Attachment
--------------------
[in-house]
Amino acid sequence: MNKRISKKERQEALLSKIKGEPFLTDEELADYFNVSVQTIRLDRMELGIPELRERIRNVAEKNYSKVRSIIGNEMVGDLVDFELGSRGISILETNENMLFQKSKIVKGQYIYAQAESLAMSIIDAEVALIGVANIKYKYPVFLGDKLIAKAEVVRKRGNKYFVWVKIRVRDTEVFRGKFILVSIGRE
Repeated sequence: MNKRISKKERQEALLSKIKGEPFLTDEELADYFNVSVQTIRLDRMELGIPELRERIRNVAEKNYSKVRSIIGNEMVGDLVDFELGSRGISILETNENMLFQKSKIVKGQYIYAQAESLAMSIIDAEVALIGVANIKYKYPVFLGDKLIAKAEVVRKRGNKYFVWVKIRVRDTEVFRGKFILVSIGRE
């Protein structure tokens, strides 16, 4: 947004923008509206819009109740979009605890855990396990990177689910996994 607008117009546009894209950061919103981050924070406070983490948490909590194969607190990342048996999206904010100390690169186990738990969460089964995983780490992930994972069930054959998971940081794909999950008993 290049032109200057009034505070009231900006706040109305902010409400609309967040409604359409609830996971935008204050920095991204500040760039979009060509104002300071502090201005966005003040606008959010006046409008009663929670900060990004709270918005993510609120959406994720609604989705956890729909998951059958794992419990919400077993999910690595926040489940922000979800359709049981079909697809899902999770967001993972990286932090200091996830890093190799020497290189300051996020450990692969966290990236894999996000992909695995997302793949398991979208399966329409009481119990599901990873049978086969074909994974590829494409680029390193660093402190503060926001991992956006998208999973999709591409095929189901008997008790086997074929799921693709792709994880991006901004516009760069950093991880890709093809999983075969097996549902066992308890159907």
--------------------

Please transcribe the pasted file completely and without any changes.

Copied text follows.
[in-house]
Amino acid sequence: MNKRISKKERQEALLSKIKGEPFLTDEELADYFNVSVQTIRLDRMELGIPELRERIRNVAEKNYSKVRSIIGNEMVGDLVDFELGSRGISILETNENMLFQKSKIVKGQYIYAQAESLAMSIIDAEVALIGVANIKYKYPVFLGDKLIAKAEVVRKRGNKYFVWVKIRVRDTEVFRGKFILVSIGRE
Repeated sequence: MNKRISKKERQEALLSKIKGEPFLTDEELADYFNVSVQTIRLDRMELGIPELRERIRNVAEKNYSKVRSIIGNEMVGDLVDFELGSRGISILETNENMLFQKSKIVKGQYIYAQAESLAMSIIDAEVALIGVANIKYKYPVFLGDKLIAKAEVVRKRGNKYFVWVKIRVRDTEVFRGKFILVSIGRE
């Protein structure tokens, strides 16, 4: 947004923008509206819009109740979009605890855990396990990177689910996994 607008117009546009894209950061919103981050924070406070983490948490909590194969607190990342048996999206904010100390690169186990738990969460089964995983780490992930994972069930054959998971940081794909999950008993 290049032109200057009034505070009231900006706040109305902010409400609309967040409604359409609830996971935008204050920095991204500040760039979009060509104002300071502090201005966005003040606008959010006046409008009663929670900060990004709270918005993510609120959406994720609604989705956890729909998951059958794992419990919400077993999910690595926040489940922000979800359709049981079909697809899902999770967001993972990286932090200091996830890093190799020497290189300051996020450990692969966290990236894999996000992909695995997302793949398991979208399966329409009481119990599901990873049978086969074909994974590829494409680029390193660093402190503060926001991992956006998208999973999709591409095929189901008997008790086997074929799921693709792709994880991006901004516009760069950093991880890709093809999983075969097996549902066992308890159907």